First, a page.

The Iceman Leave-ith

Here in New England we like to complain, especially about the weather.

Too hot in the summer, too cold in the winter, too damn dark at night. We don’t much care what’s wrong, frankly, just as long as something is.

This morning while buying my bagel and coffee, I actually overheard the guy in front of me complain about hypothetical weather: “Oh yeah, it’s nice now, but they say we’re due for some horrible stuff by the end of the weekend.” Linguistically, this is what’s known as a “future perfect” weather complaint, reserved for those times when there is nothing sufficiently miserable to point to at the moment.

Personally, I don’t get involved in these discussions. I kind of like the unpredictability of weather (even in middle age, nothing quite compares to the thrill of a school snow day), and I enjoy the fact that after 25 years of living here, I’ve learned a thing or two about winter survival.

For example: Don’t chip the ice off of a cold car.

Instead, start the car, turn on the defrost full blast, go inside and make a cup of coffee. When you return 10 minutes later, your car will be sweating like a pig on a treadmill (or whatever) and the ice will magically fall away.

Simple stuff, I know. And yet year after year, I see a fair number of my fellow citizens walk out into the cold and just start scraping.

Fools? Hardly. Just people who are working a lot harder than necessary. Instead of giving the warmth of the car a few minutes to melt the ice, they’re impatiently chipping away.

I mention this today, because I also see a fair number of my fellow professional service providers (WARNING: abuse of “winter metaphor” coming) chipping away at the frozen exterior of unwarmed client prospects, rather than giving the cozy warmth of relationship marketing a chance to melt the glacial frost of frigid… ah, whatever.

You know what I mean: Selling to cold prospects is a lot harder than selling to warm ones.

But it’s a new year. And the economy is in bad shape. And you need clients now. So you and your colleagues get together and agree to “stop all activities that don’t directly contribute to sales.”

To which I say, not so fast there, my mitten-wearing friend.

Because while it may seem all survival-mode-lean-and-mean-savvy to abandon all but the scraping – I mean selling – when times are tough, if you shut off the activities that keep your prospects nice and warm, you’ll be out there in the snow, chipping away, a lot longer than necessary. They don’t call them “cold calls” for nothing.

And so, to help the ice fall away easily this winter, I’ve got three suggestions.

  1. Stay in touch with your friends.

    For many businesspeople, slow times lead to ignoring friends and colleagues. We cut back on networking meetings, we stop attending industry events, we forget to return phone calls, we give up on casual lunches. All in the name of “staying focused.”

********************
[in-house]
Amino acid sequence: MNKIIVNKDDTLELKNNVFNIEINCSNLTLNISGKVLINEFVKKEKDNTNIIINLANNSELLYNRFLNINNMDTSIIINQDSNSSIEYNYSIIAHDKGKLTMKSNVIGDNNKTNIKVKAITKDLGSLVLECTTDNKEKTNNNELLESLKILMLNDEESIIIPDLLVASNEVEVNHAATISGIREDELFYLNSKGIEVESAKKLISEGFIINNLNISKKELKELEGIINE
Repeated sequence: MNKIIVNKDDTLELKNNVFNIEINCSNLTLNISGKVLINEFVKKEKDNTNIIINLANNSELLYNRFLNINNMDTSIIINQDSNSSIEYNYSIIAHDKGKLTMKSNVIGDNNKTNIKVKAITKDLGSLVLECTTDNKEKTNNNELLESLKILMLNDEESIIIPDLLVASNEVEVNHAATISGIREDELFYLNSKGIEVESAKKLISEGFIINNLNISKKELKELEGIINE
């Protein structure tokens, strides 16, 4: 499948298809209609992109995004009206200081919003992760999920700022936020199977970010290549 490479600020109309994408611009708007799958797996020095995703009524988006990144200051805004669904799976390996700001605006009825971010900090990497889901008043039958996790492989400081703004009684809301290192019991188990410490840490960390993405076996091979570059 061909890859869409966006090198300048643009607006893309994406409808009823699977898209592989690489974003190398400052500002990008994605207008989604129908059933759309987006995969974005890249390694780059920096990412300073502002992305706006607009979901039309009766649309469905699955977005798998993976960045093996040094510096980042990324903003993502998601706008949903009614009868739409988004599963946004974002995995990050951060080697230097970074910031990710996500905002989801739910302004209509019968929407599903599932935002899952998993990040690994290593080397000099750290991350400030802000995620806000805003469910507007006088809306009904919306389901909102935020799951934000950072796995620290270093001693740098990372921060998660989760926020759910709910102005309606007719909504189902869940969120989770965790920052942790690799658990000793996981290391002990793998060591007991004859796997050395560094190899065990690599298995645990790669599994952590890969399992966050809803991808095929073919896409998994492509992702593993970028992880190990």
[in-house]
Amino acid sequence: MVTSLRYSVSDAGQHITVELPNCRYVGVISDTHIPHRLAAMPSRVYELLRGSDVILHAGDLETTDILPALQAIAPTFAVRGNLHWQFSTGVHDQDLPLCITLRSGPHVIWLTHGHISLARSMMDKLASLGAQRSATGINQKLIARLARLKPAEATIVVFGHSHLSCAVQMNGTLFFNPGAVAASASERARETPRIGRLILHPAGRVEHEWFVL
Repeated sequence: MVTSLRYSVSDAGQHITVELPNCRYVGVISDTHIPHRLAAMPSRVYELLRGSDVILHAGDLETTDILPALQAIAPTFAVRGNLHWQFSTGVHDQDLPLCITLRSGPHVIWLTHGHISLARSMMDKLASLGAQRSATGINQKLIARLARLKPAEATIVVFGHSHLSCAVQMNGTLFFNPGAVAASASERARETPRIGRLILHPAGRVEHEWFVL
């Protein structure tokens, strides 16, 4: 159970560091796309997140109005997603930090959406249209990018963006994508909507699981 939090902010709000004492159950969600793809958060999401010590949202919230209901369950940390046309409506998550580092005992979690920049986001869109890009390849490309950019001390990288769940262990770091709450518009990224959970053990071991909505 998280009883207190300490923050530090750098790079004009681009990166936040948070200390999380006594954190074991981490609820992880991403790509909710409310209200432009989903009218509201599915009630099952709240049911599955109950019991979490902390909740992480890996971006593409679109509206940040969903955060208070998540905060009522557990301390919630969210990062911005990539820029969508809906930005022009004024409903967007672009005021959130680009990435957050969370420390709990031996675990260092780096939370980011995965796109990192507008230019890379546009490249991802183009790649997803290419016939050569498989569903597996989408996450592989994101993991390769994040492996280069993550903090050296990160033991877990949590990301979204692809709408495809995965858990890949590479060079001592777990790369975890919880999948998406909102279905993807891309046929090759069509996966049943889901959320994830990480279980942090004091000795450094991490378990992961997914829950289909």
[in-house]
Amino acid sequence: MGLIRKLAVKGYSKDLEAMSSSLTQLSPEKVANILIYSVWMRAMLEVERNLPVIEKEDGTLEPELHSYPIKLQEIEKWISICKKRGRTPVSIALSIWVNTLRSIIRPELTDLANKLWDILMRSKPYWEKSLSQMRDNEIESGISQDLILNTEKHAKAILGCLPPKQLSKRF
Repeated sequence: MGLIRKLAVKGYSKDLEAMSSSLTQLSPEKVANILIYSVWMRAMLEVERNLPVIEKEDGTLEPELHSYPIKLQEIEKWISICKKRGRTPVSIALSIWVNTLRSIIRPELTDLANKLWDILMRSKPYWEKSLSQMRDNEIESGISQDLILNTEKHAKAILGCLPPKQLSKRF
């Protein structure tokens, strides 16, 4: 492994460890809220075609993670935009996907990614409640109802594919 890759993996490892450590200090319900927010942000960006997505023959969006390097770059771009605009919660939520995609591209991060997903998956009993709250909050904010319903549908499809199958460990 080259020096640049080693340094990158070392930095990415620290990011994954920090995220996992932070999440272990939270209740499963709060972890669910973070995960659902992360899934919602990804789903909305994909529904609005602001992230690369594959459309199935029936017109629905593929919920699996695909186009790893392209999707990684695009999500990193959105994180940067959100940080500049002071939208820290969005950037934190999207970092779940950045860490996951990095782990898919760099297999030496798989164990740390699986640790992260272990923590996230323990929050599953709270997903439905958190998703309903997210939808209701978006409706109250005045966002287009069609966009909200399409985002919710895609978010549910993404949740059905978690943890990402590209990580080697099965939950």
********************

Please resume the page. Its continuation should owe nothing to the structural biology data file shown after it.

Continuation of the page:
If you ask me, this is exactly the wrong time to become invisible. We need to be out there more than ever, and our long-time, existing relationships are the place to start.

  1. Stay accessible to strangers.

    I’ve never met a professional service provider who didn’t like visibility: Seeing your name in the paper, having your whitepaper downloaded and shared across the Internet, getting invited to speak at an industry event. And yet I’ve met plenty of professional service providers who, when that same visibility leads to inbound phone calls and e-mails from nonprospects, can’t be bothered to respond to them.

    I’ve got a better idea. The next time a stranger calls with a quick question in your area of expertise, or sends a comment related to your newsletter, or offers to buy you lunch in exchange for some career advice, make time for them – particularly if they have nothing of value (at the moment) to give you in return.

    Believe me, it’s the people who you help precisely at the time that they can’t help you back who will remember you the longest. Treat them decently and they’ll be out there keeping your car warm (i.e. spreading the word) for years to come.

  1. Keep publishing your E-Newsletter. (You knew I’d get to this.)

    Your newsletter is like a big, warm, stay-in-touch hotplate – going out into the world month after month and keeping your relationships toasty. Shutting it down or putting it off so that you can focus on chipping more ice just doesn’t make a lot of sense.

Here’s the bottom line: You don’t need 25 years of New England winters under your belt to know that when it comes to removing ice, the heat of the car matters at least as much as the tools you use and the effort you apply. Spend more time on relationship temperature and less time on ice breaking tactics and cold selling skills, and make 2009 the best year you’ve ever had.

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